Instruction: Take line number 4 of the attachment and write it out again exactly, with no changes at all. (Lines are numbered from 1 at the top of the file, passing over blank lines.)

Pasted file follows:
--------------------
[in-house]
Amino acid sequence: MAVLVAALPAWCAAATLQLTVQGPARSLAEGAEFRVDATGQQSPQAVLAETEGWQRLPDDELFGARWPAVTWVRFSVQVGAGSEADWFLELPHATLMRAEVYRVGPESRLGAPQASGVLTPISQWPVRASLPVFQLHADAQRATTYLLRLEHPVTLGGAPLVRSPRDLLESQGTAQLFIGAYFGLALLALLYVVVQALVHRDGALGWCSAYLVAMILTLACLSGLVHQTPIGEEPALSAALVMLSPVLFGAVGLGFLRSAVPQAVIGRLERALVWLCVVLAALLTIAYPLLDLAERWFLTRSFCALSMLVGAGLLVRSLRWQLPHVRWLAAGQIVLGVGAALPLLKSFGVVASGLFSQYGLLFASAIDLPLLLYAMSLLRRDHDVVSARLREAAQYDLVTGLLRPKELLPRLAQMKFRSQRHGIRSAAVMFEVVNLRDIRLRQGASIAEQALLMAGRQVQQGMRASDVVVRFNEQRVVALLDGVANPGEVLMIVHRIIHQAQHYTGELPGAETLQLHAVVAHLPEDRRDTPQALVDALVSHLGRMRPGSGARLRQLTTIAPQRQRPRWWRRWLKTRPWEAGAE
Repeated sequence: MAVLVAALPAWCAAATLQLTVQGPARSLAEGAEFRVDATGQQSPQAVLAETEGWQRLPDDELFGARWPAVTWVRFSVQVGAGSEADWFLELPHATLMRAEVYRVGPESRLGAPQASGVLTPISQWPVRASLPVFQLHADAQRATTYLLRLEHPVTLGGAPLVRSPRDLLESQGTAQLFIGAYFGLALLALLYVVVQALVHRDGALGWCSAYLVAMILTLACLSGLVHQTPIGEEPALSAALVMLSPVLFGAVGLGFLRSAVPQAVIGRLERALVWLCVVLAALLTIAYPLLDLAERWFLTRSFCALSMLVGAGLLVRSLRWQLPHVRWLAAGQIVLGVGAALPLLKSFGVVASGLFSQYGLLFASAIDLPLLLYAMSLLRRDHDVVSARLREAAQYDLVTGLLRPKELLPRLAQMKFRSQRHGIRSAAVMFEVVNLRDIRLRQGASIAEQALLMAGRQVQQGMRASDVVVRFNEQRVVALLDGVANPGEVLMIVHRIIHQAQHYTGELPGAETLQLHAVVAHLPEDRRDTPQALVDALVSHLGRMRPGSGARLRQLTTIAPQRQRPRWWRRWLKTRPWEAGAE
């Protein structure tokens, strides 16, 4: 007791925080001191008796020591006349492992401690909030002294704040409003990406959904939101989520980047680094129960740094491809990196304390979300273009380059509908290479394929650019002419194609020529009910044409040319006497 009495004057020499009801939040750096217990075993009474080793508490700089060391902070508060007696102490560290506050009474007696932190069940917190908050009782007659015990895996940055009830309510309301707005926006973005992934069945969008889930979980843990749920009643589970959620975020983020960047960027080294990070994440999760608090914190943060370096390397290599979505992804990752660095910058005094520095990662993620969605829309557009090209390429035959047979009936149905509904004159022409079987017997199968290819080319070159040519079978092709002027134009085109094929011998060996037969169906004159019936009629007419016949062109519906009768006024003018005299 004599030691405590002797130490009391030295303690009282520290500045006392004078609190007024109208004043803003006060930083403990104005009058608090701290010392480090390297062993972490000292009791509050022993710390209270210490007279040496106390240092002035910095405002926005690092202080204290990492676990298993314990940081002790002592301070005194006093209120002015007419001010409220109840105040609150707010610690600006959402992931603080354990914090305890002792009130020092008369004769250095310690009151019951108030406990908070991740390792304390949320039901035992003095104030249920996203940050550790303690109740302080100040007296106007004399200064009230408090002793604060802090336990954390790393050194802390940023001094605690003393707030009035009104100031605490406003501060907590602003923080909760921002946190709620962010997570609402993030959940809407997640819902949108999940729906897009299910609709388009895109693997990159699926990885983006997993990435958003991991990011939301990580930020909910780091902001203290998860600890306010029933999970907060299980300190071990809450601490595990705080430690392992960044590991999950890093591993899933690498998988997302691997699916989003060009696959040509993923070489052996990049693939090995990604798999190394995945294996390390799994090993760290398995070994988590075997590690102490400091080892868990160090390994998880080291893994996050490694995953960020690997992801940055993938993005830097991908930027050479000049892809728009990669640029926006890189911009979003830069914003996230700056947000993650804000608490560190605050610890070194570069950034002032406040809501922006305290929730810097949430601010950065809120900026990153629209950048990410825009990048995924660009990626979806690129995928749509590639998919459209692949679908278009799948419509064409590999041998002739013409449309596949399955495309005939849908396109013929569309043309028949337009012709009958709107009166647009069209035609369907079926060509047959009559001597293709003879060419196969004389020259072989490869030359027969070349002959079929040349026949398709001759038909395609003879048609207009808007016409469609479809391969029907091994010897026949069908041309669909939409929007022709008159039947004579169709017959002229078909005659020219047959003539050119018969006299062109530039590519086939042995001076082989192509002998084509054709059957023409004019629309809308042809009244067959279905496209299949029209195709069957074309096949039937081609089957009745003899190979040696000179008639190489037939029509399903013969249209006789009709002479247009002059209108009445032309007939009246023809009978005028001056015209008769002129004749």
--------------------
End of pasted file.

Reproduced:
């Protein structure tokens, strides 16, 4: 007791925080001191008796020591006349492992401690909030002294704040409003990406959904939101989520980047680094129960740094491809990196304390979300273009380059509908290479394929650019002419194609020529009910044409040319006497 009495004057020499009801939040750096217990075993009474080793508490700089060391902070508060007696102490560290506050009474007696932190069940917190908050009782007659015990895996940055009830309510309301707005926006973005992934069945969008889930979980843990749920009643589970959620975020983020960047960027080294990070994440999760608090914190943060370096390397290599979505992804990752660095910058005094520095990662993620969605829309557009090209390429035959047979009936149905509904004159022409079987017997199968290819080319070159040519079978092709002027134009085109094929011998060996037969169906004159019936009629007419016949062109519906009768006024003018005299 004599030691405590002797130490009391030295303690009282520290500045006392004078609190007024109208004043803003006060930083403990104005009058608090701290010392480090390297062993972490000292009791509050022993710390209270210490007279040496106390240092002035910095405002926005690092202080204290990492676990298993314990940081002790002592301070005194006093209120002015007419001010409220109840105040609150707010610690600006959402992931603080354990914090305890002792009130020092008369004769250095310690009151019951108030406990908070991740390792304390949320039901035992003095104030249920996203940050550790303690109740302080100040007296106007004399200064009230408090002793604060802090336990954390790393050194802390940023001094605690003393707030009035009104100031605490406003501060907590602003923080909760921002946190709620962010997570609402993030959940809407997640819902949108999940729906897009299910609709388009895109693997990159699926990885983006997993990435958003991991990011939301990580930020909910780091902001203290998860600890306010029933999970907060299980300190071990809450601490595990705080430690392992960044590991999950890093591993899933690498998988997302691997699916989003060009696959040509993923070489052996990049693939090995990604798999190394995945294996390390799994090993760290398995070994988590075997590690102490400091080892868990160090390994998880080291893994996050490694995953960020690997992801940055993938993005830097991908930027050479000049892809728009990669640029926006890189911009979003830069914003996230700056947000993650804000608490560190605050610890070194570069950034002032406040809501922006305290929730810097949430601010950065809120900026990153629209950048990410825009990048995924660009990626979806690129995928749509590639998919459209692949679908278009799948419509064409590999041998002739013409449309596949399955495309005939849908396109013929569309043309028949337009012709009958709107009166647009069209035609369907079926060509047959009559001597293709003879060419196969004389020259072989490869030359027969070349002959079929040349026949398709001759038909395609003879048609207009808007016409469609479809391969029907091994010897026949069908041309669909939409929007022709008159039947004579169709017959002229078909005659020219047959003539050119018969006299062109530039590519086939042995001076082989192509002998084509054709059957023409004019629309809308042809009244067959279905496209299949029209195709069957074309096949039937081609089957009745003899190979040696000179008639190489037939029509399903013969249209006789009709002479247009002059209108009445032309007939009246023809009978005028001056015209008769002129004749």